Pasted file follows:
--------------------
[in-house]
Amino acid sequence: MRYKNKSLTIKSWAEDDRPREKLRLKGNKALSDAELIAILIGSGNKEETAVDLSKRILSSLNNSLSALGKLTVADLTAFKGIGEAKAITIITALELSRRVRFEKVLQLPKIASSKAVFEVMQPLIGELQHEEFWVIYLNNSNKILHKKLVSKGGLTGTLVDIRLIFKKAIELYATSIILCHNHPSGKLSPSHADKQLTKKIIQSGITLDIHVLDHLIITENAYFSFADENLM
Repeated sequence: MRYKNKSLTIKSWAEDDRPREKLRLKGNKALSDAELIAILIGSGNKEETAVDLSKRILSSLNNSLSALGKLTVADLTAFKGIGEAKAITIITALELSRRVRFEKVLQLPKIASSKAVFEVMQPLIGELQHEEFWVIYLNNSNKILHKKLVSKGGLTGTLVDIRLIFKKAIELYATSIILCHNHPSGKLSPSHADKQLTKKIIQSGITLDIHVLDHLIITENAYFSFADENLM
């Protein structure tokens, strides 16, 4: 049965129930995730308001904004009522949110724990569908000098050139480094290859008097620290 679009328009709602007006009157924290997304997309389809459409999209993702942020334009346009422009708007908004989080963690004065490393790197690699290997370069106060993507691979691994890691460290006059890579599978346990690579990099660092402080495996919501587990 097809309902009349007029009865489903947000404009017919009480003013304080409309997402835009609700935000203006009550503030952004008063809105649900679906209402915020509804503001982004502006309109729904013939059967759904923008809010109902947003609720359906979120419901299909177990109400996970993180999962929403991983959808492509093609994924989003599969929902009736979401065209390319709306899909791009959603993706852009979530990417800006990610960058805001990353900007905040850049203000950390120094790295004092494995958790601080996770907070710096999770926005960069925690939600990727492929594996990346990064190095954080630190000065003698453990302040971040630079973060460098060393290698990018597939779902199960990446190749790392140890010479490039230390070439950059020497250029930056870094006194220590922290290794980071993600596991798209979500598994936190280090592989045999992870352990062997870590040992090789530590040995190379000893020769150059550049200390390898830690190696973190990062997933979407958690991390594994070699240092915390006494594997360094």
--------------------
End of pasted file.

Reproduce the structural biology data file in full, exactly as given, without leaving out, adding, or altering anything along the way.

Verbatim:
[in-house]
Amino acid sequence: MRYKNKSLTIKSWAEDDRPREKLRLKGNKALSDAELIAILIGSGNKEETAVDLSKRILSSLNNSLSALGKLTVADLTAFKGIGEAKAITIITALELSRRVRFEKVLQLPKIASSKAVFEVMQPLIGELQHEEFWVIYLNNSNKILHKKLVSKGGLTGTLVDIRLIFKKAIELYATSIILCHNHPSGKLSPSHADKQLTKKIIQSGITLDIHVLDHLIITENAYFSFADENLM
Repeated sequence: MRYKNKSLTIKSWAEDDRPREKLRLKGNKALSDAELIAILIGSGNKEETAVDLSKRILSSLNNSLSALGKLTVADLTAFKGIGEAKAITIITALELSRRVRFEKVLQLPKIASSKAVFEVMQPLIGELQHEEFWVIYLNNSNKILHKKLVSKGGLTGTLVDIRLIFKKAIELYATSIILCHNHPSGKLSPSHADKQLTKKIIQSGITLDIHVLDHLIITENAYFSFADENLM
């Protein structure tokens, strides 16, 4: 049965129930995730308001904004009522949110724990569908000098050139480094290859008097620290 679009328009709602007006009157924290997304997309389809459409999209993702942020334009346009422009708007908004989080963690004065490393790197690699290997370069106060993507691979691994890691460290006059890579599978346990690579990099660092402080495996919501587990 097809309902009349007029009865489903947000404009017919009480003013304080409309997402835009609700935000203006009550503030952004008063809105649900679906209402915020509804503001982004502006309109729904013939059967759904923008809010109902947003609720359906979120419901299909177990109400996970993180999962929403991983959808492509093609994924989003599969929902009736979401065209390319709306899909791009959603993706852009979530990417800006990610960058805001990353900007905040850049203000950390120094790295004092494995958790601080996770907070710096999770926005960069925690939600990727492929594996990346990064190095954080630190000065003698453990302040971040630079973060460098060393290698990018597939779902199960990446190749790392140890010479490039230390070439950059020497250029930056870094006194220590922290290794980071993600596991798209979500598994936190280090592989045999992870352990062997870590040992090789530590040995190379000893020769150059550049200390390898830690190696973190990062997933979407958690991390594994070699240092915390006494594997360094």